Thursday, August 16, 2007

Personal Experience of Racial Discrimination in a Posyt-911 World

In the post September the 11th hysteria that gripped the nation, at no time did the country experienced a resurgence in racial discrimination. By discrimination, I do not mean that of the African-American kind, as in generations past where our fellow citizens of color where segregated in the use of public utilities and treated as second class citizens, though I think some Americans still do harbor racial prejudice against them. By discrimination, I also do not mean resurgence of anti-Semitic blend, in the manner neo-Nazis in Europe and Australia have been regrouping and making themselves felt through riots and attacks.

The kind of discrimination that I witnessed was something new, novel even, which emerged only as the jumbo jets hit the towers and took the lives of thousands of our people. It is the racial discrimination that is now gripping thousands of Muslims and Middle Eastern men and women who reside and immigrate to the United States for business or in search of the American Dream.

Actually, I really did not notice it at first, especially as I went to school, as it was perfectly normal for me to see students of different races – Hispanics, Orientals, Malays, among others. I sometimes even see a little girl with a veil walking around the campus. I do travel once in a while with my family, visiting different countries and experiencing a host of other cultures different from our own.

But when I arrived back from vacation abroad two years ago, it was there that I realized that a new kind of racial discrimination exists in the light of the terror attacks that brought the nation to its knees and the quagmire that is Iraq.

It all happened at the JFK airport when my family and I got back from our summer trip in Thailand. As American citizens in our airports, we were a privileged bunch, and so are hundreds of thousands of American citizens that enter and exit the terminals of JFK every year. The gleeful welcome of immigration officials, while trite as they may seem, is such a healthy reassurance that ours is a proud and great country. More so, landing on American soil, polluted as it is, made me feel that there is really nothing else which an American could ever ask for than reside anywhere else in the world.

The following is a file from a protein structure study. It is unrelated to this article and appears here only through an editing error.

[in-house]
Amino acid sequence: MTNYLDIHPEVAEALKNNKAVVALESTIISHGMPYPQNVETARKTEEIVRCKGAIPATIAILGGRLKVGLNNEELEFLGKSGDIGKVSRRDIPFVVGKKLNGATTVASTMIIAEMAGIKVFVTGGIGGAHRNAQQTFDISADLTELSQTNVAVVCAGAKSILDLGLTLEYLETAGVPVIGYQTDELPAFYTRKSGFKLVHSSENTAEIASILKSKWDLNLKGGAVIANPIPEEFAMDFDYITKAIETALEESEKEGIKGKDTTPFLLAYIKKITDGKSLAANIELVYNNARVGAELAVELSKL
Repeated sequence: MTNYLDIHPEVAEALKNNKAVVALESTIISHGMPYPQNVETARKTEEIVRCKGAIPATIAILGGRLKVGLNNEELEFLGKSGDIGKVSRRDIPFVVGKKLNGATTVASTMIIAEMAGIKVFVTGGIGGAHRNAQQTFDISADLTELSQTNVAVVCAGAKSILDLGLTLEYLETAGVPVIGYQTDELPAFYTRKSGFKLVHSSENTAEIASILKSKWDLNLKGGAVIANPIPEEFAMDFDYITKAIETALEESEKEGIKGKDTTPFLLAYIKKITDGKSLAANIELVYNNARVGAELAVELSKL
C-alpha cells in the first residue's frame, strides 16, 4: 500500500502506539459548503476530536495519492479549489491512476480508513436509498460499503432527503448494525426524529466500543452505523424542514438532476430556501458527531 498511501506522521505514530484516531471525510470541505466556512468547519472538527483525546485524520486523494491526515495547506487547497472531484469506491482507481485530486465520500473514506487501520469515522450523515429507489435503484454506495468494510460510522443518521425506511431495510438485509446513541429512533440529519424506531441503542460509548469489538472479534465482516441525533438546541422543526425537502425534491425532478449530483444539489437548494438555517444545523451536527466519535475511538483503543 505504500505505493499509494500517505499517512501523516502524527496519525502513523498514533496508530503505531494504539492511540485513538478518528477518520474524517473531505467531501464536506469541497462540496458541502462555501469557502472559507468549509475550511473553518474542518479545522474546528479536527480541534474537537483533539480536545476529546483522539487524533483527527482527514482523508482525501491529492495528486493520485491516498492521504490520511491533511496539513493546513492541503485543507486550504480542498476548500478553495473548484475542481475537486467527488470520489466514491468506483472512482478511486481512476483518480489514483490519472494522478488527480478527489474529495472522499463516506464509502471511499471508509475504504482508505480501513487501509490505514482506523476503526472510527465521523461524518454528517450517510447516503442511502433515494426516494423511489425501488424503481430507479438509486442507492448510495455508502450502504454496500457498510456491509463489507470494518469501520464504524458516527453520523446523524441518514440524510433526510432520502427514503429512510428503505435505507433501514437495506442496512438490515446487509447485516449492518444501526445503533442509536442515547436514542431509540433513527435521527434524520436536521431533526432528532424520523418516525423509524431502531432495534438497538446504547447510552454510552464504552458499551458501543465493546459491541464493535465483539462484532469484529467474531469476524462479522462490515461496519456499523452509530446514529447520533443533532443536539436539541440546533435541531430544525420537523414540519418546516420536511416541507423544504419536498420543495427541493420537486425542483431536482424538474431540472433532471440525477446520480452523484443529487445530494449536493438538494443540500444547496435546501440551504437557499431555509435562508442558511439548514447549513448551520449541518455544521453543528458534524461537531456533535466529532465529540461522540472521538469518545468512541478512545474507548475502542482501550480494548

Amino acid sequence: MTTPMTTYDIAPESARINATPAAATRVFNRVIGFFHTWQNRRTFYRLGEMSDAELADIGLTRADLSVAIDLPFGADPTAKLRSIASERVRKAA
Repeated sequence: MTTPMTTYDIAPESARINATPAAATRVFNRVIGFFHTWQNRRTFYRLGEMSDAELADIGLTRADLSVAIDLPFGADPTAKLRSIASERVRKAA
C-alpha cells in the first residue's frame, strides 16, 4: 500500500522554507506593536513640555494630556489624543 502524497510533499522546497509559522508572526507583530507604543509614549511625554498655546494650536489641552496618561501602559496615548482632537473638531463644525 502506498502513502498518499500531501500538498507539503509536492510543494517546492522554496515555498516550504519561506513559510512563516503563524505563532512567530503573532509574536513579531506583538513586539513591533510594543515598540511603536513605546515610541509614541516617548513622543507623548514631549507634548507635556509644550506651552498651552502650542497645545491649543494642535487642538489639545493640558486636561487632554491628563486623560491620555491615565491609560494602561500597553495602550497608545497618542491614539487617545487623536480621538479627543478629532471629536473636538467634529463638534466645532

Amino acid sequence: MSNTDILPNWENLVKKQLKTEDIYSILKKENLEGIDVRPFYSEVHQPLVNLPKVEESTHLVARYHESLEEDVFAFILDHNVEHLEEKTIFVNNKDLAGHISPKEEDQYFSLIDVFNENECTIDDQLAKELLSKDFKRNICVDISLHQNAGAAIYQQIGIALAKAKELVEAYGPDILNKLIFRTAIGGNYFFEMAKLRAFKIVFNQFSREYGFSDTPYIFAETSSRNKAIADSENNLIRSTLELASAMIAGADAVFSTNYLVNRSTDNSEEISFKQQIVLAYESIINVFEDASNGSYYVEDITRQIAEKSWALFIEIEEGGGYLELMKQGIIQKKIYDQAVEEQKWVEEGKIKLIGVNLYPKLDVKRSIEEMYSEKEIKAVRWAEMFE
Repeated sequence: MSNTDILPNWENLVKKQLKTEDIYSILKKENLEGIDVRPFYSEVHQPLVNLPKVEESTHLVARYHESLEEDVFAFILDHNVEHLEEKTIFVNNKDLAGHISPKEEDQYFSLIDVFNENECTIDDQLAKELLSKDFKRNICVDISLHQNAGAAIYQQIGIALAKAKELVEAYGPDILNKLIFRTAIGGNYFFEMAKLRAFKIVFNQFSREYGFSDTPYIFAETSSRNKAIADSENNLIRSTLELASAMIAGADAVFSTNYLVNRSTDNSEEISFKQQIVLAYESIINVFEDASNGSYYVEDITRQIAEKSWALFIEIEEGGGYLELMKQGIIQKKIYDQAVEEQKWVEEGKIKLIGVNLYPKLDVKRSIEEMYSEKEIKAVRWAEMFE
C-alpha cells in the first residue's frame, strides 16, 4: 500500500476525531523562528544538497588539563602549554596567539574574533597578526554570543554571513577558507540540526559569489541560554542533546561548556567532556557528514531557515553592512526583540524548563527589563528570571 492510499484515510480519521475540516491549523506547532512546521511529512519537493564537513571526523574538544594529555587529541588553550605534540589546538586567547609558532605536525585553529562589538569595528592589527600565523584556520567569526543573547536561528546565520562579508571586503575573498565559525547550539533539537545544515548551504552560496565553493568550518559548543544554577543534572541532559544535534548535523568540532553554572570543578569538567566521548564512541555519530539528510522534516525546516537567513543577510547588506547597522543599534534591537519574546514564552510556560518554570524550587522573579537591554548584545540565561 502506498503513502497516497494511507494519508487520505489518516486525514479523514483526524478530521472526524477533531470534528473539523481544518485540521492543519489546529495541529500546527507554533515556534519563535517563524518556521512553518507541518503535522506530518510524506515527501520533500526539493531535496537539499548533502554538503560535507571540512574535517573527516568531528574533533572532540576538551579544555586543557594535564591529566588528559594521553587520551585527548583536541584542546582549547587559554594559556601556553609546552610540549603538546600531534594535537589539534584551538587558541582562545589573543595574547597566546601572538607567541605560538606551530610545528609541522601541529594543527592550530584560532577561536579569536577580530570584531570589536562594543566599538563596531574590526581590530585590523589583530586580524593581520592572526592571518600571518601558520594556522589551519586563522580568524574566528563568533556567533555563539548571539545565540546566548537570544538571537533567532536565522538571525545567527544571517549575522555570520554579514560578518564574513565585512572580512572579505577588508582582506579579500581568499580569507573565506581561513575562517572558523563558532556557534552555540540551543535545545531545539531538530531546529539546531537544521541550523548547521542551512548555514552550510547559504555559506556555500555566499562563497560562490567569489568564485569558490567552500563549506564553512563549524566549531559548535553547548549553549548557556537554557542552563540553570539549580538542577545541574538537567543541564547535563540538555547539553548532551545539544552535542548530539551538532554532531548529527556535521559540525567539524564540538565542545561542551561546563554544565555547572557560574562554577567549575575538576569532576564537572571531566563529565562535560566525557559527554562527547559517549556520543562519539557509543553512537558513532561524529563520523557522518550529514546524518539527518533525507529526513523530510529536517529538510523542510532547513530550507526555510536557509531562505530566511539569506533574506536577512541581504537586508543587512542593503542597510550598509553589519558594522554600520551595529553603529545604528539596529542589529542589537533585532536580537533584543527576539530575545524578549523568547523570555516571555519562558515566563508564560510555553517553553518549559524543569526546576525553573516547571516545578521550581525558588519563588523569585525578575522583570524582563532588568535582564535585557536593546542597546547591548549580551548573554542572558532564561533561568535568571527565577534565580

To a certain extent, my statements really hold true to other American jetsetters who do look the typical American citizen – Caucasian or African-American and a host of other races, for as long as the looks do not resemble a Middle Eastern descent and a valid passport is at hand. When we were lining up the immigration counter to have our passports checked, I noticed a young Middle Eastern family who were having such a hard time in securing clearance from immigration officials, especially when they also had the same flight as ours. I think they were bona fide American citizens, or at least immigrants of the country, as they queued on the same lane as my family.

The father of the family, in broken English with a heavy accent, was arguing with the immigration official to let them pass especially when they were able to furnish the required documents. Actually, I think they also had a difficult time during the X-ray inspection, as they took such a long time falling in line at that station as well.

At first glance, I did not mind it as much as I was very eager to have arrived in the country already and get my hands on the notebook I left at home. I did not pay much heed until I wrote this paper and researched about forms of discrimination the past few weeks. It’s sad that I realized that the incident that involved the Middle Eastern family was a formulaic case of the current trend of discrimination of Islamics and Middle Eastern person. It was called racial profiling. I really hate myself for knowing only now, and realizing that I myself have been duped into believing that most Middle Eastern men and women were intricately linked with the terrorist cells and groups that our proud soldiers were laying their lives for in Iraq and Afghanistan. Actually, I really thought that I was just a normal standard operating procedure in our airports – to toughen our homeland security in the fight against global terror. Only now have I realized that in pursuit of such a war without borders, we are also creating an invisible war back here at home, when we create a presumption in our minds that every Middle Easterner we meet in our schools, supermarkets and streets might be a terrorist until convincingly proven otherwise. It is quite perplexing to conjecture that perhaps one of the primary reasons as to why the Middle Eastern family was having more trouble than in securing an immigration clearance might simply be due to their ethnicity – social trait which they never yearned for nor had the capacity to determine for themselves. It is just patently unfortunate that in the hysteria against terrorism, the little kid of that Middle Eastern family had to experience the ordeal of being treated differently than most of us.

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